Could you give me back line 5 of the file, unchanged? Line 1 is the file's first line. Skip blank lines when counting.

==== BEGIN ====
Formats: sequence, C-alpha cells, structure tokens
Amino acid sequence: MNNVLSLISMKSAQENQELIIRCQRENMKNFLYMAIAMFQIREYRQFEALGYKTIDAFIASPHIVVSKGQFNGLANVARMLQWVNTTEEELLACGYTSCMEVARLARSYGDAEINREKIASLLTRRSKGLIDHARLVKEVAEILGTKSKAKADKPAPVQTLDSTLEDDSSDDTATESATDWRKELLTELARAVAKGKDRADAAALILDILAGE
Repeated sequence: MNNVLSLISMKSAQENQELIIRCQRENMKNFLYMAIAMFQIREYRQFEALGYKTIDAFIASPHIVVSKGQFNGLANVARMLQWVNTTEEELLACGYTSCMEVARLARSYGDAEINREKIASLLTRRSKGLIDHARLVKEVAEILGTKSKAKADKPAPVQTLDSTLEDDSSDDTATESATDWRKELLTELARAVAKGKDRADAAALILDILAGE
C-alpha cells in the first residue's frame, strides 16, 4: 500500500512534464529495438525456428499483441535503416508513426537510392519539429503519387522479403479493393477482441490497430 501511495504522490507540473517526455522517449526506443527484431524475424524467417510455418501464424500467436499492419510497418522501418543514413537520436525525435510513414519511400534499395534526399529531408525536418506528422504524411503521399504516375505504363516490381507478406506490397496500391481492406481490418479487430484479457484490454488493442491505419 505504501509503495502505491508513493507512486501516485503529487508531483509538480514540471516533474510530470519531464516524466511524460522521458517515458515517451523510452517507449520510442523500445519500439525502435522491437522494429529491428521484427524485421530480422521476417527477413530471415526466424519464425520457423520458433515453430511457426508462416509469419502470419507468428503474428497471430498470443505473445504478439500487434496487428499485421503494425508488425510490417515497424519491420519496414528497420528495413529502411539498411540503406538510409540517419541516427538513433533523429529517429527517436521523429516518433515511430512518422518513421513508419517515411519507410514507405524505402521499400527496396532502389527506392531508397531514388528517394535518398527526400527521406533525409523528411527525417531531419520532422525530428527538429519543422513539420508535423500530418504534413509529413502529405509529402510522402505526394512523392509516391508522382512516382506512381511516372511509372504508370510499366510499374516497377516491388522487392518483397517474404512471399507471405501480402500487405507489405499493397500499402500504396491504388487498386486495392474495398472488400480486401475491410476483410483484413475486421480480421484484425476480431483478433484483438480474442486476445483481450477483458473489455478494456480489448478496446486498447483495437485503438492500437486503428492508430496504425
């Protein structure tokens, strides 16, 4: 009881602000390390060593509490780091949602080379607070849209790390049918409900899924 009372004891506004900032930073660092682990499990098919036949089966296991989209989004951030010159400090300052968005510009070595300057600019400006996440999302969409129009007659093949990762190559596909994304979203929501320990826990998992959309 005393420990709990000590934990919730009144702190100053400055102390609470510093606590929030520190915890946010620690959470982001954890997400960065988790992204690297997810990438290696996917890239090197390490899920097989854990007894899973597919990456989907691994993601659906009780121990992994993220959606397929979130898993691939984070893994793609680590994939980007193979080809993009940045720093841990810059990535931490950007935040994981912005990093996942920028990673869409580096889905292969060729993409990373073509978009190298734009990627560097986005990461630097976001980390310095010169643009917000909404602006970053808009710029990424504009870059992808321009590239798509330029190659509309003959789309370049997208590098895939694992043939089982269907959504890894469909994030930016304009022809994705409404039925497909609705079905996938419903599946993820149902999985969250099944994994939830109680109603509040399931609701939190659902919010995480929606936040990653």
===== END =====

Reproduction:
């Protein structure tokens, strides 16, 4: 009881602000390390060593509490780091949602080379607070849209790390049918409900899924 009372004891506004900032930073660092682990499990098919036949089966296991989209989004951030010159400090300052968005510009070595300057600019400006996440999302969409129009007659093949990762190559596909994304979203929501320990826990998992959309 005393420990709990000590934990919730009144702190100053400055102390609470510093606590929030520190915890946010620690959470982001954890997400960065988790992204690297997810990438290696996917890239090197390490899920097989854990007894899973597919990456989907691994993601659906009780121990992994993220959606397929979130898993691939984070893994793609680590994939980007193979080809993009940045720093841990810059990535931490950007935040994981912005990093996942920028990673869409580096889905292969060729993409990373073509978009190298734009990627560097986005990461630097976001980390310095010169643009917000909404602006970053808009710029990424504009870059992808321009590239798509330029190659509309003959789309370049997208590098895939694992043939089982269907959504890894469909994030930016304009022809994705409404039925497909609705079905996938419903599946993820149902999985969250099944994994939830109680109603509040399931609701939190659902919010995480929606936040990653």